The “Holding Foreign Companies Accountable Act” could be quickly placed on the desk of US President Donald Trump for final approval, since it was already passed by the Senate.
The measure introduced in 2019 by Louisiana Republican Senator John Kennedy would mandate that foreign companies listed on US stock exchanges comply with accounting requirements of the US Securities and Exchange Commission.
Many foreign companies already conform to the standard, but Chinese firms do not.
In addition, Chinese groups on the US Stock Exchange will have to disclose whether one or more of their board members are members of the Chinese Communist Party.
According to figures from a congressional commission, 217 Chinese companies were listed on US stock exchanges in early October, valued at a total of $2.2 trillion based on share prices.
A small number of those firms are also on the Asian markets and could fall back to these stock exchanges in the event of delisting in the United States.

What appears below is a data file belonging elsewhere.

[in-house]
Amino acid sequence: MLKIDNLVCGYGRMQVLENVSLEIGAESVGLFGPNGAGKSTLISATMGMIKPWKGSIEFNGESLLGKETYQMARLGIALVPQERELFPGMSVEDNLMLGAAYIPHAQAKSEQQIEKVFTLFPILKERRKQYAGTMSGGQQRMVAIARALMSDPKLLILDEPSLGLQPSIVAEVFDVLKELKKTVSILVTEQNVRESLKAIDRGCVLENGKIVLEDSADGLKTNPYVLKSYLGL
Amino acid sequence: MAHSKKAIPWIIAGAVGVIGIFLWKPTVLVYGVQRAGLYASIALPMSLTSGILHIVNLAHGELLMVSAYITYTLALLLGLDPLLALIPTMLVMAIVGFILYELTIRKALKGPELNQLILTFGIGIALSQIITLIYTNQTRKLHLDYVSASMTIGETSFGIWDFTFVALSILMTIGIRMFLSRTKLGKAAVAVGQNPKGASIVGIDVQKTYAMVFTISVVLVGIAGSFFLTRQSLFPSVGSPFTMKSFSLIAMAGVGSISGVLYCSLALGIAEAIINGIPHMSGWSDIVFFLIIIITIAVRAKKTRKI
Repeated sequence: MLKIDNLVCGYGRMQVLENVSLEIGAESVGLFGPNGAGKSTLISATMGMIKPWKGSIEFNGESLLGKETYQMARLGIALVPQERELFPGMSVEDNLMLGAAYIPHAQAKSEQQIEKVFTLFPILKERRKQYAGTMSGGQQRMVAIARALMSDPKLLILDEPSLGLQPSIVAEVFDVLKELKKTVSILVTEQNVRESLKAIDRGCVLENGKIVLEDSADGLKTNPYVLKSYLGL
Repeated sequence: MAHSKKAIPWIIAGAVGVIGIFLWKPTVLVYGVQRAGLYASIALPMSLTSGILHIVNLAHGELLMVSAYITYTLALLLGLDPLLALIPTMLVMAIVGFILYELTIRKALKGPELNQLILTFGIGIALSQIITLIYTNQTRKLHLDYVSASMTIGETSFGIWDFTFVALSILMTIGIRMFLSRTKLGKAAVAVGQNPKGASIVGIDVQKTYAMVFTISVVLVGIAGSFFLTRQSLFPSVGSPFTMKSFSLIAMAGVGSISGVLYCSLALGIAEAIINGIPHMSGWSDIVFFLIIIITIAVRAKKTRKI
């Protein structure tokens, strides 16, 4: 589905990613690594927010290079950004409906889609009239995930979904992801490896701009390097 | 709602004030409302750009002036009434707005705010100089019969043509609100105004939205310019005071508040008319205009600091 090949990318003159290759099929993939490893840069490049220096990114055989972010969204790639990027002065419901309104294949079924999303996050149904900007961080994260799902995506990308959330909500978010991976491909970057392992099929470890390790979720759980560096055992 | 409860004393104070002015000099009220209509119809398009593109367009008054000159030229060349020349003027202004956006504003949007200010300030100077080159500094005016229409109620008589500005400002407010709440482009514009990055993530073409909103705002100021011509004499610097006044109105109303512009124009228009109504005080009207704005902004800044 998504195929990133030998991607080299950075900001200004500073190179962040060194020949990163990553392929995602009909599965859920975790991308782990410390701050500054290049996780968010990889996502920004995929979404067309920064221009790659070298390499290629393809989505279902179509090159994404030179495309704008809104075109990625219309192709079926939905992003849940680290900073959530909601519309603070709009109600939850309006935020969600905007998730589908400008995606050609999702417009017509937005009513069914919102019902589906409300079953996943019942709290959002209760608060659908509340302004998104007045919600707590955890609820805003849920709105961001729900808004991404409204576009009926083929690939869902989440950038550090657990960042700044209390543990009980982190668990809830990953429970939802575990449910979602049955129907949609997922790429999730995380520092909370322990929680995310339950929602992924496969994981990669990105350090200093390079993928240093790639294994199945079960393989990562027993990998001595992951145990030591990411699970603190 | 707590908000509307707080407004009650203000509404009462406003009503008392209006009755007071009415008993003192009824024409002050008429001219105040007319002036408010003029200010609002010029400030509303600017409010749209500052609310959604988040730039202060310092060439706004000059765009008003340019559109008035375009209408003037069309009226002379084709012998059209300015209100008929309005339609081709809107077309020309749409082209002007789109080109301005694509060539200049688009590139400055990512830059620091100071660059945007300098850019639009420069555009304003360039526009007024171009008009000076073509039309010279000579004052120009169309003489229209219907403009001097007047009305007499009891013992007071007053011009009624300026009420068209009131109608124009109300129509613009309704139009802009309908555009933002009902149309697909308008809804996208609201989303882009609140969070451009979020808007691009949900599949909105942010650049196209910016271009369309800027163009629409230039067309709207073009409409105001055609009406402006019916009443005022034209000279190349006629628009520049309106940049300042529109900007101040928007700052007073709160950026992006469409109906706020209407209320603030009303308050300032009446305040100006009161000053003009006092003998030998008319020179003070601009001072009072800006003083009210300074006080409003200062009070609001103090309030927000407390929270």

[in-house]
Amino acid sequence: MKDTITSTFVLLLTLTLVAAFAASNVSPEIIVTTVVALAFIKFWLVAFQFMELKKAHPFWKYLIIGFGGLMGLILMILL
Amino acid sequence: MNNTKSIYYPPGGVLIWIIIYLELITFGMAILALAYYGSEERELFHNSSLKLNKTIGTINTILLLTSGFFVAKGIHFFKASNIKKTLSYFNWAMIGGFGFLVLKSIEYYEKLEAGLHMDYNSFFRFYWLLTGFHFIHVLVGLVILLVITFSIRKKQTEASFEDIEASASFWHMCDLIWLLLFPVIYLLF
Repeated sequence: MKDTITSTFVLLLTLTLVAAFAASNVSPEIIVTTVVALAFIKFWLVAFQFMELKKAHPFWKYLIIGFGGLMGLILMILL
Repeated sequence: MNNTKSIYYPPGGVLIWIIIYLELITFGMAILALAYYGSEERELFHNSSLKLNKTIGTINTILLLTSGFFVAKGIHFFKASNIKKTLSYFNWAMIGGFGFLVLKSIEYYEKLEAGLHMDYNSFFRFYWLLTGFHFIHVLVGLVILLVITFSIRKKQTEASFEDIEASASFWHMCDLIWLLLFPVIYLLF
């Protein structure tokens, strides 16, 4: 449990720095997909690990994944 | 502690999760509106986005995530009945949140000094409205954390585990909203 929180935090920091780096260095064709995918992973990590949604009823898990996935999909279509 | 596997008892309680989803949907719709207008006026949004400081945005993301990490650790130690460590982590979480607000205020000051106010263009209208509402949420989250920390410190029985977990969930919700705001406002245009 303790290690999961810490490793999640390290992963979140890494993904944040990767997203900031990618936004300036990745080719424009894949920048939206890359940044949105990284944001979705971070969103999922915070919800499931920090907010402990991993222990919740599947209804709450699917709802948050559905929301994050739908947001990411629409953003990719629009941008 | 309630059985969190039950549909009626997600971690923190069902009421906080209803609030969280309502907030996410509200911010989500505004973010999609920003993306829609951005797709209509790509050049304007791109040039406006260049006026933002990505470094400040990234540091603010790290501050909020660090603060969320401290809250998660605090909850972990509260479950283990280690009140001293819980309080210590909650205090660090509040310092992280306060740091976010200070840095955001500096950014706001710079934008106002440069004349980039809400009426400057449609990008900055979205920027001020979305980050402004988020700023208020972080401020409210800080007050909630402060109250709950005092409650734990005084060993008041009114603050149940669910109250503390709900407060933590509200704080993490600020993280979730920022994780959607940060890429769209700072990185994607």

One of the heavyweights on the list is e-commerce colossus Alibaba, which in 2014 had the biggest all-time initial public offering on the New York Stock Exchange, raising $25 billion.
Its rival JD.com is listed on the Nasdaq, an index rich with technological firms, and also on a Hong Kong exchange.
The bill passed by Congress is part of a commercial and political duel between Washington and Beijing, and takes aim at opaque accounting practices used by Chinese firms listing shares for trade on US exchanges.
The SEC has already crafted a proposal similar to the measure that passed the House of Representatives on Wednesday.
In November, the SEC had already formulated a proposal similar to the text adopted Wednesday by the House.